Monday, August 9, 2010

かくれんぼ ー はっぴいえんど

Note: Originally posted January 17, 2010

This weekend I decided to do かくれんぼ, but next time I'm definitley doing 朝. I realized I should have probably done them in the reverse order after I started, but all these songs are so great that it doesn't matter too much. This one will be harder to learn to sing because the melody is so meandering, but that is part of why I love to listen to it, so I'll do my best :) Japanese lyrics are here.

Hide and Seek - HAPPY END

The cloudy sky's early twilight
I'm making a cloud of smoke puffing on a cigarette [1]
Unfortunately the wind has completely died down
I'm drinking hot tea.

I'm trying to say "I want you" or something
A lie like a sigh slipping out the back [2]
is like a flower petal.
I'm drinking hot tea.

There was no thawing of snow etc.
The left over time in a ovalish warped coffee cup shivers. [3]
I'm drinking hot tea.

Oh, don't say anything. Yes, if you just be quiet it's better.
Because I can't hear your words.
The snowy landscape is outside. Inside the two of us are playing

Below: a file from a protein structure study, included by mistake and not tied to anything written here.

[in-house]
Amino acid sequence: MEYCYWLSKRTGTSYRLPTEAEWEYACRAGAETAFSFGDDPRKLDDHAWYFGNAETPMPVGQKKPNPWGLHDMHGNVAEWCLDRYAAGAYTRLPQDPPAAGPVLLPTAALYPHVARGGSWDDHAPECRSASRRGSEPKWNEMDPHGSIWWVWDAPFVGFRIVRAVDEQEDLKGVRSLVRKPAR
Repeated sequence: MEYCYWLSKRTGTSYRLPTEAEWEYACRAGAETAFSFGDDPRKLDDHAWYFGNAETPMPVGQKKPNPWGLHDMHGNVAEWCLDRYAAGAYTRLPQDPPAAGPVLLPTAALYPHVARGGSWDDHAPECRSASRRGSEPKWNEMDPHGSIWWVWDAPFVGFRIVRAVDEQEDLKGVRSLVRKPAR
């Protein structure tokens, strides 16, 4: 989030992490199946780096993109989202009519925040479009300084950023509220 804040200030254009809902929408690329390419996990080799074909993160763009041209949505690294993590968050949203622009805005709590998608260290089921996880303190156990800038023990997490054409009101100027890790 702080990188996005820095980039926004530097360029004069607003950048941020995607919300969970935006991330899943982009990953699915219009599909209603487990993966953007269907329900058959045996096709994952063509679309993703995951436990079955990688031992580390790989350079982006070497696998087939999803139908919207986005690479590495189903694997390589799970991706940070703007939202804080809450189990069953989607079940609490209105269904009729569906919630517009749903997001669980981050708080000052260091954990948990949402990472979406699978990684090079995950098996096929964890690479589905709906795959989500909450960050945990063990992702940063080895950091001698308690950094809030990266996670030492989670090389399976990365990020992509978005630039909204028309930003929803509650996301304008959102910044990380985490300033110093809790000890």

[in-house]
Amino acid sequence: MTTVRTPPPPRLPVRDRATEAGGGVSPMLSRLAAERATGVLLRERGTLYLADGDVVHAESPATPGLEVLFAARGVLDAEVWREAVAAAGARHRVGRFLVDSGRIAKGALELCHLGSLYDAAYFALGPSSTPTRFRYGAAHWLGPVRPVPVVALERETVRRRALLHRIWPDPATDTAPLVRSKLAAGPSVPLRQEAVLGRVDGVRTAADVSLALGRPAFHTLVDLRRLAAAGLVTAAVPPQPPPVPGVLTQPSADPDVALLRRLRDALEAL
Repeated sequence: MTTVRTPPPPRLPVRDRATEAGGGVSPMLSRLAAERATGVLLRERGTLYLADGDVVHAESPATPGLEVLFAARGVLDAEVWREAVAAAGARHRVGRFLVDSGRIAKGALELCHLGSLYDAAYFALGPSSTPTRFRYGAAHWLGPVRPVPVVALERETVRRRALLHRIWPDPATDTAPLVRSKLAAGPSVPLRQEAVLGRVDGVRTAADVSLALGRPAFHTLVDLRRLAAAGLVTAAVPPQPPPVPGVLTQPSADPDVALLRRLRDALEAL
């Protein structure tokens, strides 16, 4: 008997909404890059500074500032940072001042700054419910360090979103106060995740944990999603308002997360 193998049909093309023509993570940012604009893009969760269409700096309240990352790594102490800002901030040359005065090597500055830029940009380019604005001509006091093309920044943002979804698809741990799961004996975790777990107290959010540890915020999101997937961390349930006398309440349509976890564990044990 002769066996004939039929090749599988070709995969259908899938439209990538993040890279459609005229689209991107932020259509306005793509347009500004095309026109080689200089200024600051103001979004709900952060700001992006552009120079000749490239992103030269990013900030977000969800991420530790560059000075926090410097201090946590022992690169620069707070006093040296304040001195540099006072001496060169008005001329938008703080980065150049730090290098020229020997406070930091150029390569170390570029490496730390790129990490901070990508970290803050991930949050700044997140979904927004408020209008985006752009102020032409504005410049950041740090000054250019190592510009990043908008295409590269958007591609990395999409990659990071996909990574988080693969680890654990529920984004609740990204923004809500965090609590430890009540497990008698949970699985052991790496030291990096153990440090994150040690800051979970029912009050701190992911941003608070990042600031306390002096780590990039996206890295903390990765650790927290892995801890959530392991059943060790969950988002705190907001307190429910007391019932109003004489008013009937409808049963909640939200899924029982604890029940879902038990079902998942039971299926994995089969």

hide and seek.
You smile as if it's painted on. [4]
I'm drinking hot tea.

[1] The parallel is so much more beautiful in Japanese.

[2] 滑り落とすis a tricky word that doesn't seem to want to come up in any of my dictionaries. Obviously the line after this one is very connected to it, but I'm not sure I got this metaphor right. And as usual, it sounds horrible in English. Luckily, no one expects you to (god forbid) sing or even really think about these songs in English. This is just a reference and it helps to sing the song if you have an idea of what you're saying.

[3] 瞬間: You can clearly hear him say とき here, so I'm guessing that this is just (now) outdated kanji. In the dictionaries I tried it came up as moment/second/instant, which you could also use here, I suppose. I really like the idea of "dregs of time" which I think is what they are getting at here? This is a really pretty song. I hope I understand it correctly : /

[4] This is a really a key line and it's hard to say whether I translated it right here. It seems like it should be this bitter interpretation, since they are playing hide and seek with their feelings and having a rough time of it (at least the way I'm seeing it). He could also be ADMIRING her smile, though. That said, it might not even be "her" smile. *sigh* Anyways, yes, so you could also say something like, "The very picture of a smiling face..." but I just don't get that vibe. In English you wouldn't really compliment someone by saying their smile looks like in a painting, so I'm not sure how I would translate it if it were a positive thing. If anyone has any insight into this line, please let me know :)

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